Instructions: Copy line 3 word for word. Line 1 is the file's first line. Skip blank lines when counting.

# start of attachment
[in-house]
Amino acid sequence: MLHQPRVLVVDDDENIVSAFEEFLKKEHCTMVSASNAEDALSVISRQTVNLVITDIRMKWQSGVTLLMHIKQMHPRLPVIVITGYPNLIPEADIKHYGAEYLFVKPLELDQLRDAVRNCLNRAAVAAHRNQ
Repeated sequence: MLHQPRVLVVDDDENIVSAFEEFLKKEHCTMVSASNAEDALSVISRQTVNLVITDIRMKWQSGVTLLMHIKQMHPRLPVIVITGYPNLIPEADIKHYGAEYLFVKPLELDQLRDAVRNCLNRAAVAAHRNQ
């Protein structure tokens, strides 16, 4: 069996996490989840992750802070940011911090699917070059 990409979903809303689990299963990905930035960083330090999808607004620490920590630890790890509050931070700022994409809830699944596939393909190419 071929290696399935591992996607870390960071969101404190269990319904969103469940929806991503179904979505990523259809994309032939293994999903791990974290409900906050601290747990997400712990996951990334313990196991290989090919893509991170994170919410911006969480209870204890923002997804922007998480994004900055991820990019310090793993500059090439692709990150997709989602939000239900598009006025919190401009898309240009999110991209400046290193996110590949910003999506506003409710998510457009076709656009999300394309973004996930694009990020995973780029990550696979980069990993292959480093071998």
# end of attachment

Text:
Repeated sequence: MLHQPRVLVVDDDENIVSAFEEFLKKEHCTMVSASNAEDALSVISRQTVNLVITDIRMKWQSGVTLLMHIKQMHPRLPVIVITGYPNLIPEADIKHYGAEYLFVKPLELDQLRDAVRNCLNRAAVAAHRNQ